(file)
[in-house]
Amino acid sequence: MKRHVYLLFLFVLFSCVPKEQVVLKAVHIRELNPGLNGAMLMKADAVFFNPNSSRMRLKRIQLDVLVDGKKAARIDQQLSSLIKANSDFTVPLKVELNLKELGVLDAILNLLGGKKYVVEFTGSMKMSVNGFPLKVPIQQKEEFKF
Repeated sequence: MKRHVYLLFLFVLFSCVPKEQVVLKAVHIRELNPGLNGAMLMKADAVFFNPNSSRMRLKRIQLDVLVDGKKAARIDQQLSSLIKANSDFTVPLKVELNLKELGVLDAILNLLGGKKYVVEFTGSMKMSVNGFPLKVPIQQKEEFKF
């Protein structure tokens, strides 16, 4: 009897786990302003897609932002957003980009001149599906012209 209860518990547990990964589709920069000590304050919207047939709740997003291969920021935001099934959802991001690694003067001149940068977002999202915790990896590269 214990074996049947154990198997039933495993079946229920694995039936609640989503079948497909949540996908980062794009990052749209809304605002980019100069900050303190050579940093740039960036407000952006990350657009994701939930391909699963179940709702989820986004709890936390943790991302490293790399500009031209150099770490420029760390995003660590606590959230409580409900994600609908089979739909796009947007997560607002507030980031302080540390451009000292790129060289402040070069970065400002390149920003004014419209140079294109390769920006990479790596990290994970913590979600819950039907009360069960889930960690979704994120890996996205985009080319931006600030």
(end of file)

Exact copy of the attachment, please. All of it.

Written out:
[in-house]
Amino acid sequence: MKRHVYLLFLFVLFSCVPKEQVVLKAVHIRELNPGLNGAMLMKADAVFFNPNSSRMRLKRIQLDVLVDGKKAARIDQQLSSLIKANSDFTVPLKVELNLKELGVLDAILNLLGGKKYVVEFTGSMKMSVNGFPLKVPIQQKEEFKF
Repeated sequence: MKRHVYLLFLFVLFSCVPKEQVVLKAVHIRELNPGLNGAMLMKADAVFFNPNSSRMRLKRIQLDVLVDGKKAARIDQQLSSLIKANSDFTVPLKVELNLKELGVLDAILNLLGGKKYVVEFTGSMKMSVNGFPLKVPIQQKEEFKF
């Protein structure tokens, strides 16, 4: 009897786990302003897609932002957003980009001149599906012209 209860518990547990990964589709920069000590304050919207047939709740997003291969920021935001099934959802991001690694003067001149940068977002999202915790990896590269 214990074996049947154990198997039933495993079946229920694995039936609640989503079948497909949540996908980062794009990052749209809304605002980019100069900050303190050579940093740039960036407000952006990350657009994701939930391909699963179940709702989820986004709890936390943790991302490293790399500009031209150099770490420029760390995003660590606590959230409580409900994600609908089979739909796009947007997560607002507030980031302080540390451009000292790129060289402040070069970065400002390149920003004014419209140079294109390769920006990479790596990290994970913590979600819950039907009360069960889930960690979704994120890996996205985009080319931006600030």